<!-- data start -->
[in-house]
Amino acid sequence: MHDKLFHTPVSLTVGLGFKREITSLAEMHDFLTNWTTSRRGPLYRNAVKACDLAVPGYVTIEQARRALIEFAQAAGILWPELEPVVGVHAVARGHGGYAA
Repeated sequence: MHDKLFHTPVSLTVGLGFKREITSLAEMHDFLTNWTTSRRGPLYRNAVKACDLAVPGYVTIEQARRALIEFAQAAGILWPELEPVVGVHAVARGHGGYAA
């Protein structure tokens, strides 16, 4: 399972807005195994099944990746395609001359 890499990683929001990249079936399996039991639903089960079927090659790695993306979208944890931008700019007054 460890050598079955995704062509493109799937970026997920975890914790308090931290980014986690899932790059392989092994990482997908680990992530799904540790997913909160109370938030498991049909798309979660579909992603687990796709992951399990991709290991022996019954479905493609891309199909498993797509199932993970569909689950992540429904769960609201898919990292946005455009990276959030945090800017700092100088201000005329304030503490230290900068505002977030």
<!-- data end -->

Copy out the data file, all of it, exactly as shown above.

[in-house]
Amino acid sequence: MHDKLFHTPVSLTVGLGFKREITSLAEMHDFLTNWTTSRRGPLYRNAVKACDLAVPGYVTIEQARRALIEFAQAAGILWPELEPVVGVHAVARGHGGYAA
Repeated sequence: MHDKLFHTPVSLTVGLGFKREITSLAEMHDFLTNWTTSRRGPLYRNAVKACDLAVPGYVTIEQARRALIEFAQAAGILWPELEPVVGVHAVARGHGGYAA
């Protein structure tokens, strides 16, 4: 399972807005195994099944990746395609001359 890499990683929001990249079936399996039991639903089960079927090659790695993306979208944890931008700019007054 460890050598079955995704062509493109799937970026997920975890914790308090931290980014986690899932790059392989092994990482997908680990992530799904540790997913909160109370938030498991049909798309979660579909992603687990796709992951399990991709290991022996019954479905493609891309199909498993797509199932993970569909689950992540429904769960609201898919990292946005455009990276959030945090800017700092100088201000005329304030503490230290900068505002977030």